By Ellyn Briggs
February 1, 2023 at 5:00 am ET
The major social media platforms have never been more pervasive. Nor have they ever been more under fire, as each deals with a seemingly never-ending cascade of government scrutiny and public relations debacles (most self-inflicted).
According to a new Morning Consult survey, the majority of U.S. adults (53%) said they believe the changes happening at social media platforms are on the wrong track, while 47% said those platforms are going in the right direction.
U.S. Congress and more than half of the country’s state governments have taken action to ban the use of ByteDance Ltd.’s TikTok on government-issued devices in recent months, citing concerns over the Chinese-owned app’s data security practices. Meanwhile, just a few days into 2023, Seattle Public Schools filed a lawsuit against five major social media companies, including Snap Inc. and Meta Platforms Inc.’s Instagram, claiming that harmful content hosted on these platforms has led to a “youth mental health crisis.”
The scrutiny is perhaps most intense at Twitter Inc., which has undergone sweeping changes since billionaire Elon Musk’s takeover in October, including the elimination of content moderation teams and the launch of a subscription offering that was initially abused by some users to impersonate companies and celebrities.
Those decisions led hundreds of advertisers to flee the platform resulting in year-over-year ad revenue declines of nearly 40%.
And yet, an overwhelming majority of respondents said they do not have accounts on any of the 10 startup social media platforms tested in the survey, including the Twitter rivals Post and Mastodon, suggesting that the recent flood of controversy at major platforms has not led users to switch their allegiances.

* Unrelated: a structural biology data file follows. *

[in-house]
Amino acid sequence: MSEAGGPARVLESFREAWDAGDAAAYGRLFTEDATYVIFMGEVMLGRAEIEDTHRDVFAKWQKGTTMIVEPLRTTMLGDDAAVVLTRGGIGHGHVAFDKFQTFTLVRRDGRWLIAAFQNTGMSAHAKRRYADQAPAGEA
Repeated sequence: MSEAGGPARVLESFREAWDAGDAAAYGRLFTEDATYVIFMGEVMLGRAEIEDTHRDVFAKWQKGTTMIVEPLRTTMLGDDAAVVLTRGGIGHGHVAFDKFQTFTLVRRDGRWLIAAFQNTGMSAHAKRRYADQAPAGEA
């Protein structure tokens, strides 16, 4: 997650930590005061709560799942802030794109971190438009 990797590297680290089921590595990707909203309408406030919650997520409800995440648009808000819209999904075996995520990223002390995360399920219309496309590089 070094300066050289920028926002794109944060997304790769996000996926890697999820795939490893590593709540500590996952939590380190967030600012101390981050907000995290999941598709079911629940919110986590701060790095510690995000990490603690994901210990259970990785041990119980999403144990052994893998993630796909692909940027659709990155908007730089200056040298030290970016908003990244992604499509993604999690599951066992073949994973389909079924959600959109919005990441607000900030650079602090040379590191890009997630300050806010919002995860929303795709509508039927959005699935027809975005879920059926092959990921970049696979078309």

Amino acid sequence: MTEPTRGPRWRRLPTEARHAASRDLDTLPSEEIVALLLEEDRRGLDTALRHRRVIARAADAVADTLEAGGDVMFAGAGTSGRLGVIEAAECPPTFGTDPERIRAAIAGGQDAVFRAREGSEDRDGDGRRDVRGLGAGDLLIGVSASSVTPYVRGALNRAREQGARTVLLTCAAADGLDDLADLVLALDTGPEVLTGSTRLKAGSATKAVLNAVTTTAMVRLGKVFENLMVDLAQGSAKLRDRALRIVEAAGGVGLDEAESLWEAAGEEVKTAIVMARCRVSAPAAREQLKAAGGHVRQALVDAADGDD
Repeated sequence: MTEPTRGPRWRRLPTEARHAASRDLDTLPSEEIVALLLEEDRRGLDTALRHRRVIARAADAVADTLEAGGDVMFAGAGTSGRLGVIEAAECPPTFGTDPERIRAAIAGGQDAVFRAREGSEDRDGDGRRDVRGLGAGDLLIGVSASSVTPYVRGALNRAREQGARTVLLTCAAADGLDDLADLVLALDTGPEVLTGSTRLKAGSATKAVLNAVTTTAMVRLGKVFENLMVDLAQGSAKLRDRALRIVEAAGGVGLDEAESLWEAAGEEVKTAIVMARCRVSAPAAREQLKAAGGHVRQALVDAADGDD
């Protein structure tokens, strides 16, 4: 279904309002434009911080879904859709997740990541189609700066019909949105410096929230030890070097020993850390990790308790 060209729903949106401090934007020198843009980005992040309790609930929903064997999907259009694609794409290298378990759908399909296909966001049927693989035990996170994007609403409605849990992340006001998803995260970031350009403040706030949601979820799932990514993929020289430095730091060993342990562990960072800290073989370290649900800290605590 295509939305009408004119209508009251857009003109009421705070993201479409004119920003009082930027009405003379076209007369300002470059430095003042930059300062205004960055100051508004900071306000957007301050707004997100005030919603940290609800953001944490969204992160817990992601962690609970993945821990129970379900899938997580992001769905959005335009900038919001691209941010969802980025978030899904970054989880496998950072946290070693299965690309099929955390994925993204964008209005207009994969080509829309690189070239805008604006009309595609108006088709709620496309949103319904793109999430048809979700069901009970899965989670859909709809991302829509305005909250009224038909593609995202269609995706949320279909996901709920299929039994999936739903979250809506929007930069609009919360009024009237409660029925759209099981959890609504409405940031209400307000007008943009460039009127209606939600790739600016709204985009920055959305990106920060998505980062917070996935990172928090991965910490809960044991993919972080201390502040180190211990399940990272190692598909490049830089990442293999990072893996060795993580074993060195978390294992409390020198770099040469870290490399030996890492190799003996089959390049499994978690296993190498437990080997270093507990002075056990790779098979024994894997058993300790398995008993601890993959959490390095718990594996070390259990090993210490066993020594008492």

While account adoption remains low among the general public, chief executives of multiple tested startups said their platforms experienced substantial growth over the last few pandemic-impacted years — especially among Gen Z users, a bloc often critical to winning a spot on marketing budgets.
Still, most major brands have been hesitant to invest in younger social channels to date. Many that paused Twitter ad spending are still employing a wait-and-see approach, or have shifted those funds to other, more established platforms.
It’s likely too early to know if any of these upstart challengers can become legitimate competitors to the giants. But several startup executives with whom Morning Consult spoke share a unified outlook. The entire social ecosystem is in flux, and any real movement toward newer platforms, they said, is likely to happen at a pace too slow to grab most headlines.
The Jan. 20-22, 2023, survey was conducted among a representative sample of 2,200 U.S. adults, with an unweighted margin of error of plus or minus 2 percentage points.
Ellyn Briggs is a data reporter at Morning Consult covering brands and marketing. @ellynbriggs